WASHINGTON — Banks expect demand for commercial and industrial lending to improve moderately in 2017, while they may have to tighten standards for certain commercial real estate and consumer loans, according to a survey released Monday by the Federal Reserve.

In the published results of the Fed’s quarterly Senior Loan Officer Opinion Survey , lenders said they expected overall demand and delinquency rates to be fundamentally unchanged in 2017, barring any unforeseen economic changes. Demand and performance are also likely to remain unchanged, according to the survey.

But several lenders said they expect the prospects of C&I loans to improve.

Of the 66 banks surveyed, more than 16% said they expected the rates of chargeoffs and delinquencies of large syndicated C&I loans to decline and over 18% said they expected the same for middle-market C&I loans. Correspondingly, roughly 15% of banks surveyed said they expected to ease lending standards for large C&I loans (though spreads for such loans would likely remain the same) and almost 18% expected to ease lending standards for small firms. Of the banks surveyed, 20% expected the spreads for C&I loans to small firms to increase somewhat.

By contrast, residential and commercial real estate lending standards are likely to tighten in 2017, according to the survey. Of the 67 responding loan officers, more than 44% expected to tighten lending standards for loans secured by multifamily residential properties. More than 31% said they expected to tighten lending standards for construction and land development loans, and another 17% expected to tighten loans secured by residential nonfarm properties.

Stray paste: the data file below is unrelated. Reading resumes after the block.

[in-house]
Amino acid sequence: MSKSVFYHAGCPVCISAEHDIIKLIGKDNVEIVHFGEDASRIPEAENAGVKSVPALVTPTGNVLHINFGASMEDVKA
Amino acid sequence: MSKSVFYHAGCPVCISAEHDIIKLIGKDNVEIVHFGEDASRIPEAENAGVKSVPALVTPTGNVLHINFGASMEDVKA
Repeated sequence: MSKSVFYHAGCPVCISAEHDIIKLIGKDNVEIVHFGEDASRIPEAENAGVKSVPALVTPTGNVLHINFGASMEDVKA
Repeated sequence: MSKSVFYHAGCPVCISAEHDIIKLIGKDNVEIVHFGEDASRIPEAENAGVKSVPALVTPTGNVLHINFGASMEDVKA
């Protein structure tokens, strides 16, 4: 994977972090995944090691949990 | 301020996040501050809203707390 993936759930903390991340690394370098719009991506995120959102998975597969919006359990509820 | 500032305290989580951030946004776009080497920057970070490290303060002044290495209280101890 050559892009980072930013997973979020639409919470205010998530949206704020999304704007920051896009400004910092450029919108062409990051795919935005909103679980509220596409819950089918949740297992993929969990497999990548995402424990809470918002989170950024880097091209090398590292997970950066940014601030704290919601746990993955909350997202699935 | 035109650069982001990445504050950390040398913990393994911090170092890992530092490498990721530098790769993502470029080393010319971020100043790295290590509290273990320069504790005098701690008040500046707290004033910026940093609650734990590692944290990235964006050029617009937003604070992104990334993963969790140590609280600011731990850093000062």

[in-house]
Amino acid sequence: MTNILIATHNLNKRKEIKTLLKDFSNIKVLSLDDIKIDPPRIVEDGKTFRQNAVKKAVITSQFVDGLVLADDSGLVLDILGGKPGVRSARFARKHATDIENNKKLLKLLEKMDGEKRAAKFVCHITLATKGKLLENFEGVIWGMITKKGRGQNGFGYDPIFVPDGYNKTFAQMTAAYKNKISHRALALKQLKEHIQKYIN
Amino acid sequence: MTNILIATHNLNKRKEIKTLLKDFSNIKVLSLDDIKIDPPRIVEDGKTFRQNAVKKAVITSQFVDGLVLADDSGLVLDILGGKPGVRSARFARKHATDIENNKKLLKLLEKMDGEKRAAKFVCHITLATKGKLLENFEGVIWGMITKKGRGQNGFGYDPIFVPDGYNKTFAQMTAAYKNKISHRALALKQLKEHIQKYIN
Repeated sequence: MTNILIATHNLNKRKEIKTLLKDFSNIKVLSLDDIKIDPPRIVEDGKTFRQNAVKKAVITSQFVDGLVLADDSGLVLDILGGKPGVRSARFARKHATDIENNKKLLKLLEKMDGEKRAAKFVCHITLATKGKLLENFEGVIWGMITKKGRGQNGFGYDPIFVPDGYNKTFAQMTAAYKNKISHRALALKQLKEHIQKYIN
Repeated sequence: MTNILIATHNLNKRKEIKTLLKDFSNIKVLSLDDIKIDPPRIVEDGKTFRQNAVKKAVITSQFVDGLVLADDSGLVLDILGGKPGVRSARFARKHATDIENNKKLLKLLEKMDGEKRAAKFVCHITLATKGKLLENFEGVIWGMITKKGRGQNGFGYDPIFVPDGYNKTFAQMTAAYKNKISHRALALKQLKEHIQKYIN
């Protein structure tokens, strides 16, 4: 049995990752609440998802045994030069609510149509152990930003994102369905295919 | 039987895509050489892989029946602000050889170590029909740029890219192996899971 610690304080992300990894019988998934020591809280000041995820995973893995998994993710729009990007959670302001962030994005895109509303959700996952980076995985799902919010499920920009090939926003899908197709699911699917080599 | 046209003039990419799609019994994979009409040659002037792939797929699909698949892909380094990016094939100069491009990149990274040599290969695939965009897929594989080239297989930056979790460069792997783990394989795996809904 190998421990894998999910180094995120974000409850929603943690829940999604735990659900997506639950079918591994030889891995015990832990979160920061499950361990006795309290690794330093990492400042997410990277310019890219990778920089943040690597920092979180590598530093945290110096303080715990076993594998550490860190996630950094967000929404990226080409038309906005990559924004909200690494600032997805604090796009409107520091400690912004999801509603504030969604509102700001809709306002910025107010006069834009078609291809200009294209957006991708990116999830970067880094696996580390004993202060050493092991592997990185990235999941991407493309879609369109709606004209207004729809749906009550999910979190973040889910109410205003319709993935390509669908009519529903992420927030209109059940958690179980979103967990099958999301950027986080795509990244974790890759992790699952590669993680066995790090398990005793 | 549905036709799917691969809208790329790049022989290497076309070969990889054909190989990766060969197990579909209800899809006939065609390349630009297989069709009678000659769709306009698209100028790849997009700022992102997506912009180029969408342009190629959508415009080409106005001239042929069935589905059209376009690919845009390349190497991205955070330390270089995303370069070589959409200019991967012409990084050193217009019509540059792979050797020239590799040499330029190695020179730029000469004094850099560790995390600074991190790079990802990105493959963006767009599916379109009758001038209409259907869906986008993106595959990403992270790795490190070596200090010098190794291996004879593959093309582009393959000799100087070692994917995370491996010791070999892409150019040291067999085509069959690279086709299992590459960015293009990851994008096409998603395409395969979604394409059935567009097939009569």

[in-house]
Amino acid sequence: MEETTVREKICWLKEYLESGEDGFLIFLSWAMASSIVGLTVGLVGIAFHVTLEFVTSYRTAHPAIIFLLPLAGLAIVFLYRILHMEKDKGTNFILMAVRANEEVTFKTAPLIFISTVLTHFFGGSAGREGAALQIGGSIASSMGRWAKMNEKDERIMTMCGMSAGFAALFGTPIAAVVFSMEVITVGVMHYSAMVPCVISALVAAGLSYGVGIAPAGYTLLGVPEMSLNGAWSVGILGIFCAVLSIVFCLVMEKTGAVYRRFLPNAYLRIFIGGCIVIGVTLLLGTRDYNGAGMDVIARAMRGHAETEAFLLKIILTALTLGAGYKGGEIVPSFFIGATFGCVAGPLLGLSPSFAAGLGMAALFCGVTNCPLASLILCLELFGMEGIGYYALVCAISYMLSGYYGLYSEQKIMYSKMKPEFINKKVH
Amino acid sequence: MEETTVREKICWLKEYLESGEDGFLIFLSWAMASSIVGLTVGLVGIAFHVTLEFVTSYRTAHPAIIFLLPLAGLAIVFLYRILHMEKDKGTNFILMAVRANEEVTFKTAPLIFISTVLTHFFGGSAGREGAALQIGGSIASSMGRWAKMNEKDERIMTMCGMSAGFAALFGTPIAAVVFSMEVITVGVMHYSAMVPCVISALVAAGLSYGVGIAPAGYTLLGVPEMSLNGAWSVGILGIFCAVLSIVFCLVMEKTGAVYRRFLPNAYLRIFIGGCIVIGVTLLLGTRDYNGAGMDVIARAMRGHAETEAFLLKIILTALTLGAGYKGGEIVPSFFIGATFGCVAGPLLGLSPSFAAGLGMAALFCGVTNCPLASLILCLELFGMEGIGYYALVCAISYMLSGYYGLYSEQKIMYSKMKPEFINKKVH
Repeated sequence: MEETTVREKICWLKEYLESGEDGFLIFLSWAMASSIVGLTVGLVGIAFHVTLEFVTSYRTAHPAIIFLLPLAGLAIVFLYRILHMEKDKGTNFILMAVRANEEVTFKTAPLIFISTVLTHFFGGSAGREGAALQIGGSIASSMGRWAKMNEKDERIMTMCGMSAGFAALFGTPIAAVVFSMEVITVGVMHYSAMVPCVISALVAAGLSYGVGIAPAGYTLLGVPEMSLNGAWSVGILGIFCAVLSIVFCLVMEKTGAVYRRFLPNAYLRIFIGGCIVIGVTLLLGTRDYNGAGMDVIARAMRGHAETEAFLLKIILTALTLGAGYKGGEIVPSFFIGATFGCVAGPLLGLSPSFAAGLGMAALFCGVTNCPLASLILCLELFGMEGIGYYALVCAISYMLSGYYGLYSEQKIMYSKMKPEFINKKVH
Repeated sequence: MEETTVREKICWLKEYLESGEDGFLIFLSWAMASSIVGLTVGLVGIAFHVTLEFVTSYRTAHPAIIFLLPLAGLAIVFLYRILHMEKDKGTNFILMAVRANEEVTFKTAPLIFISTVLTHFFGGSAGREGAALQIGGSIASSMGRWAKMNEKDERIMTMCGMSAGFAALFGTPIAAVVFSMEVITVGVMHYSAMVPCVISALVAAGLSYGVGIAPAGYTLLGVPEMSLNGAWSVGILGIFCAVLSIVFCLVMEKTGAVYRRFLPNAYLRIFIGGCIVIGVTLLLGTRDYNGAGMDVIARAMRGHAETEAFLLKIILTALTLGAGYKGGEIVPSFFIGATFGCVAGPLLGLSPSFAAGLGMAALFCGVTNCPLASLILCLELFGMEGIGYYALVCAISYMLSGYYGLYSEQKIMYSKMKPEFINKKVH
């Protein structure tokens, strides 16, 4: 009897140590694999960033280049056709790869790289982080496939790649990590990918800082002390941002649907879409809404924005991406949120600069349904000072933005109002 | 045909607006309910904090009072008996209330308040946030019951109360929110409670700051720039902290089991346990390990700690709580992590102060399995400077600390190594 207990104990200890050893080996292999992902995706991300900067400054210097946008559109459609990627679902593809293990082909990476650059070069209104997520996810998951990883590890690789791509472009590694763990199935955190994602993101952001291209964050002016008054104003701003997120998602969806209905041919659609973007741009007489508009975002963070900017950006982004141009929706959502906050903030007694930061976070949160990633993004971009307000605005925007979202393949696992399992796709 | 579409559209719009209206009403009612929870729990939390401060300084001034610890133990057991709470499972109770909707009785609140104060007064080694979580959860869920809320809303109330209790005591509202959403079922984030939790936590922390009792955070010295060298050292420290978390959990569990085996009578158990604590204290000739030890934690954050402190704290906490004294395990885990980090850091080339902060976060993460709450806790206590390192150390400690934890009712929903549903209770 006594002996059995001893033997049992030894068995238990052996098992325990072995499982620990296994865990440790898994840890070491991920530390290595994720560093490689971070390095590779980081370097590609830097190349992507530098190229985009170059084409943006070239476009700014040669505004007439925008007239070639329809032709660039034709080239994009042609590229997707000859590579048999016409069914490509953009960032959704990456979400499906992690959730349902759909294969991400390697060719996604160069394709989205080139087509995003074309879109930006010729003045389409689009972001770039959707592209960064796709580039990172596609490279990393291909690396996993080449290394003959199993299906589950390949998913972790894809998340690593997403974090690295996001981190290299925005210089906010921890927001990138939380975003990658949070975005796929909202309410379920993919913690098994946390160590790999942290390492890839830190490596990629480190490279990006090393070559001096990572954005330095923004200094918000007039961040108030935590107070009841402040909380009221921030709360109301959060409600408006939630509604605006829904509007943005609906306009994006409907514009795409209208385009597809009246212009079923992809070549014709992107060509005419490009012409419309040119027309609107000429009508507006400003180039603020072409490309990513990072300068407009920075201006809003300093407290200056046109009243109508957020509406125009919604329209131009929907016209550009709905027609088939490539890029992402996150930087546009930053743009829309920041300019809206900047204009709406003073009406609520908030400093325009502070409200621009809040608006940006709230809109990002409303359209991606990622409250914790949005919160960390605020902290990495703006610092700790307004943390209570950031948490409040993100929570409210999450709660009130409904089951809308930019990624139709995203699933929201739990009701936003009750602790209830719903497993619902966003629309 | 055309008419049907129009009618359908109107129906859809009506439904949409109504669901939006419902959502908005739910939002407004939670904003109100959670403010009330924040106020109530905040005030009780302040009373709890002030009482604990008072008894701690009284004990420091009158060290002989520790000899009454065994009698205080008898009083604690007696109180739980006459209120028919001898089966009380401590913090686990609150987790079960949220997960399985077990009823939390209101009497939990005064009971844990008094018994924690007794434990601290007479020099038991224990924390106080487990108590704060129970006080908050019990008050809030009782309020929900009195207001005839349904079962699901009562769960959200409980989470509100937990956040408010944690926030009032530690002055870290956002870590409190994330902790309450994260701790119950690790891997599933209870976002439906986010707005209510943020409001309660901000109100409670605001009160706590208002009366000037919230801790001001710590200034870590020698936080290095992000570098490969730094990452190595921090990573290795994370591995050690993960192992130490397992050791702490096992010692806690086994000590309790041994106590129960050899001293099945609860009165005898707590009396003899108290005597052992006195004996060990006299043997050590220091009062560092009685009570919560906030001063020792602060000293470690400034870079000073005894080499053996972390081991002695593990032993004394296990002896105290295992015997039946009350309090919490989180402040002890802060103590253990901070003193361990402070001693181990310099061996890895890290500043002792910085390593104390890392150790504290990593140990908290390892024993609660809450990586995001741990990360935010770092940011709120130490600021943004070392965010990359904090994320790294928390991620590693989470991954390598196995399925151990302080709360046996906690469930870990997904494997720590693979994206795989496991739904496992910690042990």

The survey similarly found that lenders “expect to tighten standards on auto loans and to see asset quality of both auto and credit card loans deteriorate somewhat over 2017.”

Subscribe Now

Access to authoritative analysis and perspective and our data-driven report series.

14-Day Free Trial

No credit card required. Complete access to articles, breaking news and industry data.